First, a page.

Trenton, New Jersey (WABC) – New Jersey is the only state in the country that does not allow drivers to pump gas on their own, which for many is a matter of pride in the state of Garden.

However, this could end with a new proposal to allow self-sufficiency as an option if gas prices are rising due to inflation and Russia’s invasion of Ukraine.

“Everyone is in a hurry, so if you can pump up your gas, save 15 cents or more per gallon, why not?” Said assembly member Annette Chaparo. “If you don’t want to, that’s your option.”

The New Jersey legislature introduced the A3105, dubbed the Motorist Choice and Convenience Act, a two-party measure that will allow residents to self-pump gas or continue full service from an attendant.

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“While some drivers may find it convenient to stay in the car when the attendant fills their tank, waiting for this help becomes uncomfortable when the driver is in a hurry or the station is particularly busy,” said assembly member Carol Murphy. “This law will simply give drivers more opportunities when it comes to refueling on their own, ensuring that drivers who need it can still get help at the pump.”

Members of New Jersey Gasoline, the Convenience Store, and the Automotive Association (NJGCA), whose membership includes nearly 1,000 small automotive fuel retailers, have spoken out in support of the bill.

“The current self-service law is crippling my small business,” said NJGCA president and gas station owner Joe Achela. “When I started doing business a few years ago, it was a great way to make a living, the path to the American dream. But rising prices and labor shortages are making it harder and harder to manage gas stations.”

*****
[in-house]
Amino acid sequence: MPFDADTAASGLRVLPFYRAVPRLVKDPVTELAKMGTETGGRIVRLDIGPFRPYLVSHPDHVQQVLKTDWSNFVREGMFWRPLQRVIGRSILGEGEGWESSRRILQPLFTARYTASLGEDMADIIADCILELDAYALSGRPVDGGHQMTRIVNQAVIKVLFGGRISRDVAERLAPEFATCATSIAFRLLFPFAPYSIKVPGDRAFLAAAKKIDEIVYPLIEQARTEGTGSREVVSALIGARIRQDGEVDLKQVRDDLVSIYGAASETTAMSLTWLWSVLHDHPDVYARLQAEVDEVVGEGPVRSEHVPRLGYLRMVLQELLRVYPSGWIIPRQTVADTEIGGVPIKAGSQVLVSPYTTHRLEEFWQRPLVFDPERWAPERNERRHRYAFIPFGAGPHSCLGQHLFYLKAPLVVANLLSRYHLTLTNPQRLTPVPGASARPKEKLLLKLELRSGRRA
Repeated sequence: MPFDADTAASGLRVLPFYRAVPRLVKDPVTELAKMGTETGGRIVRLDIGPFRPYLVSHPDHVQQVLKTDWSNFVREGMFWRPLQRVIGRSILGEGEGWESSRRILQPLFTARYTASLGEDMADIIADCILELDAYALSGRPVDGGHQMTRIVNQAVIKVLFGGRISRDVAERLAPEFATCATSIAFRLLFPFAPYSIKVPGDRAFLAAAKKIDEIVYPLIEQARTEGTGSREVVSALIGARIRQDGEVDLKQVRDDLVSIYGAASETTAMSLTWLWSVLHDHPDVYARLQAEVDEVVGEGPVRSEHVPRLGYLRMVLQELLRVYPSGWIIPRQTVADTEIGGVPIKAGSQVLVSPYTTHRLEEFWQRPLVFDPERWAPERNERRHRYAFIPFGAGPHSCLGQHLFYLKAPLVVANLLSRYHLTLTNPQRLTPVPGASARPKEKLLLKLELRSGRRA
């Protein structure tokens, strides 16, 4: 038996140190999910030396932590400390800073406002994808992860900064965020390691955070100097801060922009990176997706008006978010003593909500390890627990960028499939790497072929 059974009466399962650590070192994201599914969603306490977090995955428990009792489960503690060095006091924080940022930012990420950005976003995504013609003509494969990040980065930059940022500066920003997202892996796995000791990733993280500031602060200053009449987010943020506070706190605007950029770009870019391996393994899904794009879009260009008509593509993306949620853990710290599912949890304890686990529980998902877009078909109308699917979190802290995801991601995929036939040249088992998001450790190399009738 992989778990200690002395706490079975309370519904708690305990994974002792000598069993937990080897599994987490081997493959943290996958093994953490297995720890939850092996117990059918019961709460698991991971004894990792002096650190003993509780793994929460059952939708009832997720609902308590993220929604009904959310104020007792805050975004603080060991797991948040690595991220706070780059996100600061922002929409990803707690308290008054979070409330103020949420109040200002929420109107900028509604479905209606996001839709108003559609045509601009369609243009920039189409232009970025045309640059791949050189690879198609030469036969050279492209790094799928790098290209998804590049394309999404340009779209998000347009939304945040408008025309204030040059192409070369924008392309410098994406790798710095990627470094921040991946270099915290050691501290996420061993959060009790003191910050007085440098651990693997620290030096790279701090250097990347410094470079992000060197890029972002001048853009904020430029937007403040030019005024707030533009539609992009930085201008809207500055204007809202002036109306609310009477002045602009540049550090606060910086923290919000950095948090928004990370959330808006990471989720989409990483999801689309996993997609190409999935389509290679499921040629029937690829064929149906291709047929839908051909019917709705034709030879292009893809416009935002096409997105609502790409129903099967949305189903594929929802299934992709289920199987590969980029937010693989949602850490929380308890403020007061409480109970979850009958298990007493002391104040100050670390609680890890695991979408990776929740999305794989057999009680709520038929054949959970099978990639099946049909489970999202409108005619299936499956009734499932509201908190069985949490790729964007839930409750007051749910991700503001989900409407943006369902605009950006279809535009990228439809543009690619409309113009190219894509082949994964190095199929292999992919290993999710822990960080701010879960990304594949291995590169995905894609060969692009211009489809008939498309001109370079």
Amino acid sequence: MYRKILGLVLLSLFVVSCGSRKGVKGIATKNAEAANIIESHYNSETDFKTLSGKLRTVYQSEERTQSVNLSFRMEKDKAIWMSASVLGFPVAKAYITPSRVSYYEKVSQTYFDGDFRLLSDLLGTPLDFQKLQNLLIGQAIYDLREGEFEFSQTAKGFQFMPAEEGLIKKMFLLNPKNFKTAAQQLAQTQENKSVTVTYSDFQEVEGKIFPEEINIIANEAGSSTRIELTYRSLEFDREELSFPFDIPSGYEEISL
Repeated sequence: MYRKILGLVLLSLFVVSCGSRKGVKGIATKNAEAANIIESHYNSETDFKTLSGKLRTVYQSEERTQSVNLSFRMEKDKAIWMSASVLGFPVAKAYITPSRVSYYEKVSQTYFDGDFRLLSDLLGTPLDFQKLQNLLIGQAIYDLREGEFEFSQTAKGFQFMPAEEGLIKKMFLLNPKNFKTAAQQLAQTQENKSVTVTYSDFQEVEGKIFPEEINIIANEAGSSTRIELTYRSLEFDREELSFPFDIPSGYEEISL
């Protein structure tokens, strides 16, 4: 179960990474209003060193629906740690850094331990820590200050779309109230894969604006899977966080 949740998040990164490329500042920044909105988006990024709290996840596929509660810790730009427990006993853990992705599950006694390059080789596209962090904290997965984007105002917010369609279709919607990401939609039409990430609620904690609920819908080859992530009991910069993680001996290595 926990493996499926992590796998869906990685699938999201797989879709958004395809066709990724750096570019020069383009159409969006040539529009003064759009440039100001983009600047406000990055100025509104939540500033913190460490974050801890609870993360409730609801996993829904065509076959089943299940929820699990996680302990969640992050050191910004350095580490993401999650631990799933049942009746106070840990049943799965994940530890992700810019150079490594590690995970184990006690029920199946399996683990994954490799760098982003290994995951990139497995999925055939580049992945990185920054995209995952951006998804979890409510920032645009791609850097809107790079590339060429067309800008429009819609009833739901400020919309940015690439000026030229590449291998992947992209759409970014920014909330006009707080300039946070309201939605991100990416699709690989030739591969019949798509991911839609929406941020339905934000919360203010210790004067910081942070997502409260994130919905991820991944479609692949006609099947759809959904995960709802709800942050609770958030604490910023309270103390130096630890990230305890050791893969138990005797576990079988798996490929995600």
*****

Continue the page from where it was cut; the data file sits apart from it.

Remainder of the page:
The bill will allow gas stations to offer self-service, although stations with more than four handouts will still have to continue to offer full service.

“I can guarantee that the self-service option will save money for motorists who exercise their choice,” said Kashmir Gill, a member of the NJGCA and owner of several locations in Central Jersey. “As a station owner, I know that the self-service option will bring my business significant cost savings that I can pass on to my customers.”

In 1949, Congress passed a statute called the Retail Gasoline Safety Act, which banned self-service gas, citing safety concerns such as fire hazards. Currently, New Jersey is the only state that supports the law and requires a gas station worker to pump.

“It’s getting harder for me to keep my gas stations open because of a shortage of manpower, which significantly affects my business,” said Levent Sertbas, a NJGCA member and gas station owner. “There have been a few cases where I’ve had to close at noon because I can’t find staff to work with gas stations.”

However, not all supporters of this proposal.

“I wouldn’t know how to do it, and I don’t think I want to do it,” said motorist Mary Ann Bucks. “I know that when you go out of state, you have to do it. And I’m happy to have someone with me when I do it.”

RELATED | Gas prices are expected to continue to rise due to the Russian-Ukrainian conflict

For some New Jersey residents, the idea of ​​pumping their own gas is alien.

“I would have preferred someone to pump gas for me, because I’ve lived in Jersey all my life,” said motorist Justin Meek. – I don’t know how to pump gas.

The state has about 2,200 gas stations, and many see this as a way to support them in business, especially in a shortage of staff.

“New Jersey law requires that the associated pump must pump gas to the customer,” said Sal Rysalvato, executive director of the New Jersey Gasoline and Stores Association. “So if we don’t have a duty officer, we can’t pump gas.”

If the law is passed and signed by Gov. Phil Murphy, the law will take effect 90 days after that date.

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